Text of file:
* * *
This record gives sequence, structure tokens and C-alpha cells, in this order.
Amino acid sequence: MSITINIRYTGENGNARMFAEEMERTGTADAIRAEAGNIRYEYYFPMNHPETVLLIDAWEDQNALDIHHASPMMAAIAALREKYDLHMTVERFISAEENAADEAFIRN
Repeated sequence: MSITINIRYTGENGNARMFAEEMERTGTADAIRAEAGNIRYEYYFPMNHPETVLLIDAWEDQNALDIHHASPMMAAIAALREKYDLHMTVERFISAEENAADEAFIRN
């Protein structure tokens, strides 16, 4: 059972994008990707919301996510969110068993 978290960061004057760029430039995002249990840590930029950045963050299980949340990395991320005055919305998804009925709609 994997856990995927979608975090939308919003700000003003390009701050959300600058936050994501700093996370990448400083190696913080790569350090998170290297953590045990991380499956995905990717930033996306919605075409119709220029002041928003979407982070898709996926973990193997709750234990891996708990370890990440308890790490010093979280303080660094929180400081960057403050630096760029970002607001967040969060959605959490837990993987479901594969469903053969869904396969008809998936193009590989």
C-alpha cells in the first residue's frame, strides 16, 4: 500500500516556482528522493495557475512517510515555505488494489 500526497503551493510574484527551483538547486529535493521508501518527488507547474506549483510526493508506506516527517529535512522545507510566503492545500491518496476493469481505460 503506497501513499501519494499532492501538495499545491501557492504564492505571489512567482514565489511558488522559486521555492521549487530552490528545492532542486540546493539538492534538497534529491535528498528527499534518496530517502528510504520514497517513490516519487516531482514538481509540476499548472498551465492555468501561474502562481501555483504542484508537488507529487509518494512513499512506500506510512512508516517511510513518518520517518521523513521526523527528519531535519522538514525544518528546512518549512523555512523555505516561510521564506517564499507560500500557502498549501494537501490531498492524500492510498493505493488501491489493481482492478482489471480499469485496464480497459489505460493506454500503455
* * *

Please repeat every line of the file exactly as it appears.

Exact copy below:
This record gives sequence, structure tokens and C-alpha cells, in this order.
Amino acid sequence: MSITINIRYTGENGNARMFAEEMERTGTADAIRAEAGNIRYEYYFPMNHPETVLLIDAWEDQNALDIHHASPMMAAIAALREKYDLHMTVERFISAEENAADEAFIRN
Repeated sequence: MSITINIRYTGENGNARMFAEEMERTGTADAIRAEAGNIRYEYYFPMNHPETVLLIDAWEDQNALDIHHASPMMAAIAALREKYDLHMTVERFISAEENAADEAFIRN
């Protein structure tokens, strides 16, 4: 059972994008990707919301996510969110068993 978290960061004057760029430039995002249990840590930029950045963050299980949340990395991320005055919305998804009925709609 994997856990995927979608975090939308919003700000003003390009701050959300600058936050994501700093996370990448400083190696913080790569350090998170290297953590045990991380499956995905990717930033996306919605075409119709220029002041928003979407982070898709996926973990193997709750234990891996708990370890990440308890790490010093979280303080660094929180400081960057403050630096760029970002607001967040969060959605959490837990993987479901594969469903053969869904396969008809998936193009590989």
C-alpha cells in the first residue's frame, strides 16, 4: 500500500516556482528522493495557475512517510515555505488494489 500526497503551493510574484527551483538547486529535493521508501518527488507547474506549483510526493508506506516527517529535512522545507510566503492545500491518496476493469481505460 503506497501513499501519494499532492501538495499545491501557492504564492505571489512567482514565489511558488522559486521555492521549487530552490528545492532542486540546493539538492534538497534529491535528498528527499534518496530517502528510504520514497517513490516519487516531482514538481509540476499548472498551465492555468501561474502562481501555483504542484508537488507529487509518494512513499512506500506510512512508516517511510513518518520517518521523513521526523527528519531535519522538514525544518528546512518549512523555512523555505516561510521564506517564499507560500500557502498549501494537501490531498492524500492510498493505493488501491489493481482492478482489471480499469485496464480497459489505460493506454500503455